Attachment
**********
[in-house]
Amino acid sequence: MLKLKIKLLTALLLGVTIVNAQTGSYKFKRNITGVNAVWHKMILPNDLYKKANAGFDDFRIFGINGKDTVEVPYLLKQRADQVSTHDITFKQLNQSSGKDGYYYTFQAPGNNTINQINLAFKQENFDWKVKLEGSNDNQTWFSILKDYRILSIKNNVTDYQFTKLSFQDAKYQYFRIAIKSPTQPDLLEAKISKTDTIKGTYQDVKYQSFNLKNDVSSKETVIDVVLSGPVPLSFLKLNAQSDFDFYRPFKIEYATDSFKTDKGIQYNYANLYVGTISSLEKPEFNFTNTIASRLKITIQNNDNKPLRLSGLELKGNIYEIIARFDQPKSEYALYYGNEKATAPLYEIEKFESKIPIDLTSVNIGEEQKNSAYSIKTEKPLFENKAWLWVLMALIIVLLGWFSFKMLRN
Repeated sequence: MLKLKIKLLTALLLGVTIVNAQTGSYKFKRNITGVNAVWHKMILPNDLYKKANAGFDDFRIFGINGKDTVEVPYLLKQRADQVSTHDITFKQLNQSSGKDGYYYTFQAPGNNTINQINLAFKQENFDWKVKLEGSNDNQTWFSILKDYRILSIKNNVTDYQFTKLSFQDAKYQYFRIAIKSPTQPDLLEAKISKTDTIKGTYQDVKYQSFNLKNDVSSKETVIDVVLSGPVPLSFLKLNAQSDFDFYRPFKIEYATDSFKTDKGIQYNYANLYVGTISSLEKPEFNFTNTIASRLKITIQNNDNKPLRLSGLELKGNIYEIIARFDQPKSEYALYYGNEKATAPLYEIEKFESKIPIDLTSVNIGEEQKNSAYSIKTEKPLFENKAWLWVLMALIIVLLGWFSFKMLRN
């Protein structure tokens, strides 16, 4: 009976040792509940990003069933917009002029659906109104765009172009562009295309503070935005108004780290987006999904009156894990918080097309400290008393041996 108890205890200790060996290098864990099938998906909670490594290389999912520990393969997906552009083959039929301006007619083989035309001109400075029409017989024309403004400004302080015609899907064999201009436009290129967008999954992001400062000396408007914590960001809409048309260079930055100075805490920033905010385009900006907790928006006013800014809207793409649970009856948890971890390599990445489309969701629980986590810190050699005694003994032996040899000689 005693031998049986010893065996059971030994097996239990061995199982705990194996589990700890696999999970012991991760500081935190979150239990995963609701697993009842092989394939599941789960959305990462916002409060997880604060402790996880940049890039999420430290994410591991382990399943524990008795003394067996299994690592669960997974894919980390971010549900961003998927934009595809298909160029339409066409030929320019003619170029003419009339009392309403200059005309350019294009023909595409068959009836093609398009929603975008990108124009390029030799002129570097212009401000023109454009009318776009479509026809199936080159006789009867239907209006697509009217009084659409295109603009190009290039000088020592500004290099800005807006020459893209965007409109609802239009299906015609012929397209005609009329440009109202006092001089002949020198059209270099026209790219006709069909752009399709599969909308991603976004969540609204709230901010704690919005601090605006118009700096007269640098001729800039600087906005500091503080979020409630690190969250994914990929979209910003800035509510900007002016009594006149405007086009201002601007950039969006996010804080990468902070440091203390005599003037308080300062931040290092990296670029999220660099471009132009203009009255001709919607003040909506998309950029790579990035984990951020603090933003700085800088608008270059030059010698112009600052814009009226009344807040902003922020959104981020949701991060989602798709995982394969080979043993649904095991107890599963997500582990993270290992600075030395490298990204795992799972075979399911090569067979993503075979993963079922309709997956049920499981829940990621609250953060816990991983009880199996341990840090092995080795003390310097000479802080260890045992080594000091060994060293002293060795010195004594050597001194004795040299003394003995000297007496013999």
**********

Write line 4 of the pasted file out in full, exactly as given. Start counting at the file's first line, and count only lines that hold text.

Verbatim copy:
């Protein structure tokens, strides 16, 4: 009976040792509940990003069933917009002029659906109104765009172009562009295309503070935005108004780290987006999904009156894990918080097309400290008393041996 108890205890200790060996290098864990099938998906909670490594290389999912520990393969997906552009083959039929301006007619083989035309001109400075029409017989024309403004400004302080015609899907064999201009436009290129967008999954992001400062000396408007914590960001809409048309260079930055100075805490920033905010385009900006907790928006006013800014809207793409649970009856948890971890390599990445489309969701629980986590810190050699005694003994032996040899000689 005693031998049986010893065996059971030994097996239990061995199982705990194996589990700890696999999970012991991760500081935190979150239990995963609701697993009842092989394939599941789960959305990462916002409060997880604060402790996880940049890039999420430290994410591991382990399943524990008795003394067996299994690592669960997974894919980390971010549900961003998927934009595809298909160029339409066409030929320019003619170029003419009339009392309403200059005309350019294009023909595409068959009836093609398009929603975008990108124009390029030799002129570097212009401000023109454009009318776009479509026809199936080159006789009867239907209006697509009217009084659409295109603009190009290039000088020592500004290099800005807006020459893209965007409109609802239009299906015609012929397209005609009329440009109202006092001089002949020198059209270099026209790219006709069909752009399709599969909308991603976004969540609204709230901010704690919005601090605006118009700096007269640098001729800039600087906005500091503080979020409630690190969250994914990929979209910003800035509510900007002016009594006149405007086009201002601007950039969006996010804080990468902070440091203390005599003037308080300062931040290092990296670029999220660099471009132009203009009255001709919607003040909506998309950029790579990035984990951020603090933003700085800088608008270059030059010698112009600052814009009226009344807040902003922020959104981020949701991060989602798709995982394969080979043993649904095991107890599963997500582990993270290992600075030395490298990204795992799972075979399911090569067979993503075979993963079922309709997956049920499981829940990621609250953060816990991983009880199996341990840090092995080795003390310097000479802080260890045992080594000091060994060293002293060795010195004594050597001194004795040299003394003995000297007496013999």